Category Archives: Poets

Woman Scream 2013 Invitation

Official 3rd Woman Scream poster

Official 3rd Woman Scream poster

I wish to invite poets, musicians, photographers, writers,bloggers, visual artists and graphic designers to participate in Woman Scream International Poetry festival 2013 – Lesotho Chapter (Online ).

Unlike in 2011,due to venue issues and other logistics there will be no event for the 3rd Woman Scream here in Lesotho but instead poems and other relevant material will be posted on this blog throughout the month of March.

For more info, and submission guidelines, please visit this page

Kindly spread the word.


:: Lyrical Bacteria 2013

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Posted by on February 11, 2013 in Poetry, Poetry Festival, Poets


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Poetavango Taking Botswana poetry to new heights

As part of the research we’re doing on the state of poetry in the SADC region, having interviewed poets (some of which represented collectives) from South Africa and Swaziland we’ve now moved to Botswana where we managed to do an interview with the founder, chairperson of Poetavango Spoken Word Poetry and the 2010 Bessie Head Literature Award Winners: Legodile Seganabeng. (Link; ). Lyrical Bacteria Blog (LB). Poetavango Director (PD).
LB: How can you describe the poetry scene in Botswana for the past five years? (In reference to other poetry scenes in SADC)
PD: Well, unlike in the neighbouring Zimbabwe and South Africa, poetry in Botswana is still on its infant stages, except, perhaps, for a very few individuals who worked exceptionally hard through the years to reach where they are now. Although different groups and individuals have always tried to break through and make their voices be heard, there hasn’t been a lot of support from within the country. This was mainly due to the fact that contemporary performance poetry and spoken word were still not yet very well understood and let alone appreciated. But things are changing for the better now. We see more sectors of the private and government bodies stepping up to assist the growth of this art form in the country. It’s a very encouraging development.
LB: One understands that you’ve schooled in SA for sometime, how did being exposed to poetry scene in SA impact on you as a poet?
PD: Yes, I studied in Johannesburg for five years (2001-2005). Prior to this time, I wasn’t much of a poet. In fact, I wasn’t a poet at all, though I can say I had a lot of interest in writing – you know, creative writing in general and nothing specific really. However, Johannesburg introduced me to performance slam poetry and spoken word, something that wasn’t yet there in Botswana back then. It really felt wonderful and truly fulfilling to just sit there and listen to poets spill their heads out. Now you can imagine how it felt like when the inevitable inspiration ultimately made me take the pen and the paper. Simply put, I don’t think I’d be a poet had I not stayed in Johannesburg at that particular point in time.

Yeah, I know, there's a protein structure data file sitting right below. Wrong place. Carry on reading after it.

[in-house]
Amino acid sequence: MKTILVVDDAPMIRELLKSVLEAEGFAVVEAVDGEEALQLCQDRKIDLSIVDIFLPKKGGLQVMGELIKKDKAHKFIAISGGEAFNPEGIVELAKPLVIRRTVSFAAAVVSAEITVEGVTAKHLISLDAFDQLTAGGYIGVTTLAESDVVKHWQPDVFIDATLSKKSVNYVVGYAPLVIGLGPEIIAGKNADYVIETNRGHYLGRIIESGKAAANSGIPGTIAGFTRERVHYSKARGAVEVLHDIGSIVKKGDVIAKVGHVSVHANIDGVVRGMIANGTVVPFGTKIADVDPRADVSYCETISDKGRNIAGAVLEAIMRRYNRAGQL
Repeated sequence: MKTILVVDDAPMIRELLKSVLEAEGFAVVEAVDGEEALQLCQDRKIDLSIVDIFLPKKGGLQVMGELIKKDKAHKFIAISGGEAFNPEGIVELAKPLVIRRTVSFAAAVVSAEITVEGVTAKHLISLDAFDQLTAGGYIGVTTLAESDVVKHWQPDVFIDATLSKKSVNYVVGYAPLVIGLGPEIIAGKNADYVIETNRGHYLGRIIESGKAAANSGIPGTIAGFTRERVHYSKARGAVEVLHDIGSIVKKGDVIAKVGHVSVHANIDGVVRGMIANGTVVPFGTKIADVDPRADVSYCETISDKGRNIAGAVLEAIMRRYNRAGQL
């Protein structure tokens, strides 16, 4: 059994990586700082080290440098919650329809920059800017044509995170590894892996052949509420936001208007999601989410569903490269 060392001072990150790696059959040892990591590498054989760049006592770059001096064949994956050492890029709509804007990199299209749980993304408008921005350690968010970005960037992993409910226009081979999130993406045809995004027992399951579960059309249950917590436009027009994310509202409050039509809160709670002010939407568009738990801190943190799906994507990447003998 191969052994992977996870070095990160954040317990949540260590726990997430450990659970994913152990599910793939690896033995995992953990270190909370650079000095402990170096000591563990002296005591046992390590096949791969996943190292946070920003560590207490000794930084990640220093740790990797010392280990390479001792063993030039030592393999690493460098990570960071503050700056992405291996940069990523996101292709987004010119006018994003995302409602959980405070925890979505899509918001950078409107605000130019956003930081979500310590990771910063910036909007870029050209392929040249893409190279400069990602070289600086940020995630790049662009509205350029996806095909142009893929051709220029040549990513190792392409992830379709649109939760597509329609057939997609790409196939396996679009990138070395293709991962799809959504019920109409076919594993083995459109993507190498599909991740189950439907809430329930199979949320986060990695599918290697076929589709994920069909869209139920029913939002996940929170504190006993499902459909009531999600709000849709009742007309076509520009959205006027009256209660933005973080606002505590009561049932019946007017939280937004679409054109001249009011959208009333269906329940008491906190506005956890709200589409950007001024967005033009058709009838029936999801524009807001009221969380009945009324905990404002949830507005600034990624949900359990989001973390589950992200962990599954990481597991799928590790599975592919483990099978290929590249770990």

LB: What realization or goal led to the formation of Poetavango?
PD: came up as an initiative to fill in the gap that has been open for a very long time. It is this gap that has not made it possible for the nation of Botswana to know, understand and appreciate the art of poetry and storytelling. With Poetavango in existence and very felt nationwide, we are confident that our goals are being reached, one way or the other.
LB: One would just be keen to know why the name ‘Poetavango’.
PD: Poetavango Spoken Word Poetry is based in Maun, the tourism capital of Botswana. Maun is known as the gateway to the mighty Okavango Delta. So, we live in a region which is generally known as the Okavango. So the name Poetavango is just an amalgamation of Poet and Okavango.
LB: What role is Poetavango playing in the Botswana poetry sphere that a collective like Exoduslivepoetry! Poetry might have not played?
PD: I can’t talk for Exodus but the one thing I can state about Poetavango is that the group has strived to not only promote poets in their region but in the entire country as well. Poetavango believes that for Botswana poetry to grow, poets in the country need to hold each other’s hands and support one another. Hence, whenever Poetavango host shows in Maun or elsewhere in the country, they always involve poets from other collectives. Poetavango has also been working very closely with school-going children. We facilitate poetry coaching clinics in secondary schools and engage learners in poetry slams intended to encourage and mould them into better writers and performers of tomorrow. Poetavango believes that for poetry to really cement its stance in society, it has to start from school level.
LB: Being a community-based and non-profit making poetry organization how has the organization managed to sustain itself?